760 g (5 moles) CsF and 90 g (4.5 moles) HF were added to a "Hastelloy" C 600 ml autoclave to provide approx. 5 moles of CsF 0.9 HF. The reactor was heated with stirring to 250° C. and CHClFCH2 Cl(HCFC-141) was pumped into the reaction mass at a rate of about 1 g/minute aided by a vaporizer at 100° C. A total of 54 g of HCF-141 was fed over 55 minutes. During this time, the reactor was continuously vented at atmospheric pressure with the effluent continuously passed through a cold finger, cooled with solid CO2 into a gas bulb then into a gas collection bag. 54 g of material was recovered.

GC analysis indicated 14% of the HCFC-141 had been converted to products. 71.7% of the product mixture was CClF=CH2 (HCFC=1131a); the rest was distributed among CHF=CHCl(HCFC-1131, both cis and trans), amounting to 25% of the product, CClF=CClH(HCFC-1121), 1.2%, and various saturated materials including CH3 CF3 (HFC-143a), CHF2 CH2 F(HFC-143), CHFClCH2 F(HCFC-142a), CHF2 CH2 Cl(HCFC-142), CCl2 FCH3 (HCFC-141b), CHFClCH2 Cl(HCFC-141), CCl2 FCH2 Cl(131a), CHCl2 CHClF(HCFC-131) and CClF2 CCl2 F(CFC-113).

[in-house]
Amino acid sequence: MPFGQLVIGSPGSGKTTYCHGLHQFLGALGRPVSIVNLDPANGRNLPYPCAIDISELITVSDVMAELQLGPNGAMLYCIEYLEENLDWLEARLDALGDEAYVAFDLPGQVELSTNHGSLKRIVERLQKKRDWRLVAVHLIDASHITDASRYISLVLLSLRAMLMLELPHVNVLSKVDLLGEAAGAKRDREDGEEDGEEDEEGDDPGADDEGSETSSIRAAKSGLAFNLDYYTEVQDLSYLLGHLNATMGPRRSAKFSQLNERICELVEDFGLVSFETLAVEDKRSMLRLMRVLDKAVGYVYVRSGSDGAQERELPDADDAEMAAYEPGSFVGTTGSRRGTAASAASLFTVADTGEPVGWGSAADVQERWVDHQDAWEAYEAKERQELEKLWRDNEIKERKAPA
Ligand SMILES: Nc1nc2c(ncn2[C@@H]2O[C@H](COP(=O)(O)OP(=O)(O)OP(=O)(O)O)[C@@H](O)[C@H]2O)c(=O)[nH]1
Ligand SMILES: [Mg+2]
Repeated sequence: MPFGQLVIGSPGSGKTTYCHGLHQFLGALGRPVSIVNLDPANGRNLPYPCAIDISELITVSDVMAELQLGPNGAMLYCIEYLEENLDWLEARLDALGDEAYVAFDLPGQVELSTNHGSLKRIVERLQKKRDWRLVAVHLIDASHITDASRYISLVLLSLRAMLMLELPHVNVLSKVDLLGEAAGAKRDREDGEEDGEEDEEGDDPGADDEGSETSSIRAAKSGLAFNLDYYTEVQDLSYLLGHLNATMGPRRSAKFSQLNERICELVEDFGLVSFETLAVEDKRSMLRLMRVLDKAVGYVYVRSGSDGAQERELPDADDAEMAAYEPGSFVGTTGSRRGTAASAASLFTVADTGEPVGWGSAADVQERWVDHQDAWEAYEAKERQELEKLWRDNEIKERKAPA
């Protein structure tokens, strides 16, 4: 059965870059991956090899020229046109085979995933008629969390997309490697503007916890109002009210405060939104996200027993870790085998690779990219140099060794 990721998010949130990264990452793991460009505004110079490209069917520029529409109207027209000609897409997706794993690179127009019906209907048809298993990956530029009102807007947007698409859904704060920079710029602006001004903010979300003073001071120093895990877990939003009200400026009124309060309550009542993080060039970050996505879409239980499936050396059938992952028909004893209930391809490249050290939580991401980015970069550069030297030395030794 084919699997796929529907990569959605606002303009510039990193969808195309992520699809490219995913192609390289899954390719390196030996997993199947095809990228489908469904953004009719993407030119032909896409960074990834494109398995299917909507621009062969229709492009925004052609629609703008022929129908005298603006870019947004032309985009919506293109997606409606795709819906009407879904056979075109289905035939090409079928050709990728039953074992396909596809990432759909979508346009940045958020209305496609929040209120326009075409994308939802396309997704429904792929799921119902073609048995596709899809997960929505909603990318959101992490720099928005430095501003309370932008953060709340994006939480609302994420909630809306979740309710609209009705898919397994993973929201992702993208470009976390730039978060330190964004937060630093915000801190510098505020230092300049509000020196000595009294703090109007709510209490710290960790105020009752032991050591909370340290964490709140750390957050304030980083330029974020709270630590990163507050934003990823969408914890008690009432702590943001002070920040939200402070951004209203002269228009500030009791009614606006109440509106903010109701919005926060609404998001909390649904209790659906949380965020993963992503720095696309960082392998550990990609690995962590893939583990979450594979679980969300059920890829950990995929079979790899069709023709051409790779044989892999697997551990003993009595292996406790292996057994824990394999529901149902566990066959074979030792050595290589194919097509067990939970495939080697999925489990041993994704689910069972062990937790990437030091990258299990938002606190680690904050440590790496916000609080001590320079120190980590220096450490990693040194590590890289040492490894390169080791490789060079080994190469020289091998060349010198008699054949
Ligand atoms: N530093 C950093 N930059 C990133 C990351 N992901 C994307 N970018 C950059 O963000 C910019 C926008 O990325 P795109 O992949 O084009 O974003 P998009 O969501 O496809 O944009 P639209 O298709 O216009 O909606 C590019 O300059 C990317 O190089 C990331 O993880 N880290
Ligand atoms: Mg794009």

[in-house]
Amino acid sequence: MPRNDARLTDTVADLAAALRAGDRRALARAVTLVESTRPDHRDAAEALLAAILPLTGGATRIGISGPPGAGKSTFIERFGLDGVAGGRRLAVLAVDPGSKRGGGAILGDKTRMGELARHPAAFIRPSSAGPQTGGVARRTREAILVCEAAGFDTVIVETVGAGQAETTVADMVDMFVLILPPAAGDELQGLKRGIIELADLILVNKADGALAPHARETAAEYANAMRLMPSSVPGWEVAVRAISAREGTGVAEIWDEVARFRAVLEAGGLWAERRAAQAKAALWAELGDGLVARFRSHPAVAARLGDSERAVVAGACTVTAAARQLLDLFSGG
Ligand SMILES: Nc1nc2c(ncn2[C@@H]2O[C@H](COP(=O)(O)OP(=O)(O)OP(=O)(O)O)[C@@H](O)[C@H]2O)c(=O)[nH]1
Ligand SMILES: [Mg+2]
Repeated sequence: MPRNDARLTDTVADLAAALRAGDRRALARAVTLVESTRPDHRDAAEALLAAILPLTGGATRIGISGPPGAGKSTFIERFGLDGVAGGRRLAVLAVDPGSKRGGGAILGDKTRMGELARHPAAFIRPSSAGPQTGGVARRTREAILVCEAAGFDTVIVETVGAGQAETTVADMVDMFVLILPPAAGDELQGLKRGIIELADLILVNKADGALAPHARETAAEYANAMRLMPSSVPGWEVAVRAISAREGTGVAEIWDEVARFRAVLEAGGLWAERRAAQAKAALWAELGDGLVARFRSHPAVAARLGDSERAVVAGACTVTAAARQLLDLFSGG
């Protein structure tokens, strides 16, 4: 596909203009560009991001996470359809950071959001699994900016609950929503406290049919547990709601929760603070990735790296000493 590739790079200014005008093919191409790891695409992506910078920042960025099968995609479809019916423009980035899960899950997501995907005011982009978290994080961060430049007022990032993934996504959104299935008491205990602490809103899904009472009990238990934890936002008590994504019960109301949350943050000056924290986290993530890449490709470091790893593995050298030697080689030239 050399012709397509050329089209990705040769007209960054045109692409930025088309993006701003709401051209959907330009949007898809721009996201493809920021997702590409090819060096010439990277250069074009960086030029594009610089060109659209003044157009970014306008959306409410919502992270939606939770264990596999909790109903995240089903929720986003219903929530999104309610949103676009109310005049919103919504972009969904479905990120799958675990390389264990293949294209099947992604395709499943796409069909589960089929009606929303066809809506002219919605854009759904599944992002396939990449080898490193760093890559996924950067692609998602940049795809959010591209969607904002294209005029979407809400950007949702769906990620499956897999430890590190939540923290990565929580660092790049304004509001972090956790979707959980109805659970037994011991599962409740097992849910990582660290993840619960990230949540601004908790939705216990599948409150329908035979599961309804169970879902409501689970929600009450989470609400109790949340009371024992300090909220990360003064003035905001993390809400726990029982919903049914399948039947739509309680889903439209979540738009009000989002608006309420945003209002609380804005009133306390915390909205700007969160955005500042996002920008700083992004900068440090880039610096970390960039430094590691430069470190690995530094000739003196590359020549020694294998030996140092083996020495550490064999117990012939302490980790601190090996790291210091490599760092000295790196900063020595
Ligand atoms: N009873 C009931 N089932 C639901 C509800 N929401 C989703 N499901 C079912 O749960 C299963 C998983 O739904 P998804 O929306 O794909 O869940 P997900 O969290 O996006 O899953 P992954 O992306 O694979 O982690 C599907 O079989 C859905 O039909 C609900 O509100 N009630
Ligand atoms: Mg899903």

The major product, CClF=CH2, is an intermediate for preparing CClF2 CH3 (HCFC-142b), thence to CF2 =CH2 (CFC-1132a). Both HCFC-142b and CFC-1132a are industrially important and cannot be prepared directly from starting materials by halogen exchange processes. CClF=CH2 is also an intermediate to CF3 CH2 F(HFC-134a) via Cl2 -addition and halogen exchange fluorination reactions in turn.


To a "Hastelloy" C Parr autoclave (600 cc) was added 757.5 g (5.0 mole) CsF and 99 g (1 mole) CH2 ClCH2 Cl(HCC-150). The autoclave was sealed, cooled to -78° C. and evacuated to a ca. 100 torr. Then 100.0 g (5 mole) HF was added, the reactor allowed to warm to room temperature and then heated to about 200° C. Time, temperature (190°-192° C.) and pressure were monitored and the reactor was sampled at 61 minutes (sample 1) 140 minutes (sample 2) and at shutdown at 180 minutes (sample 3). These data are shown below.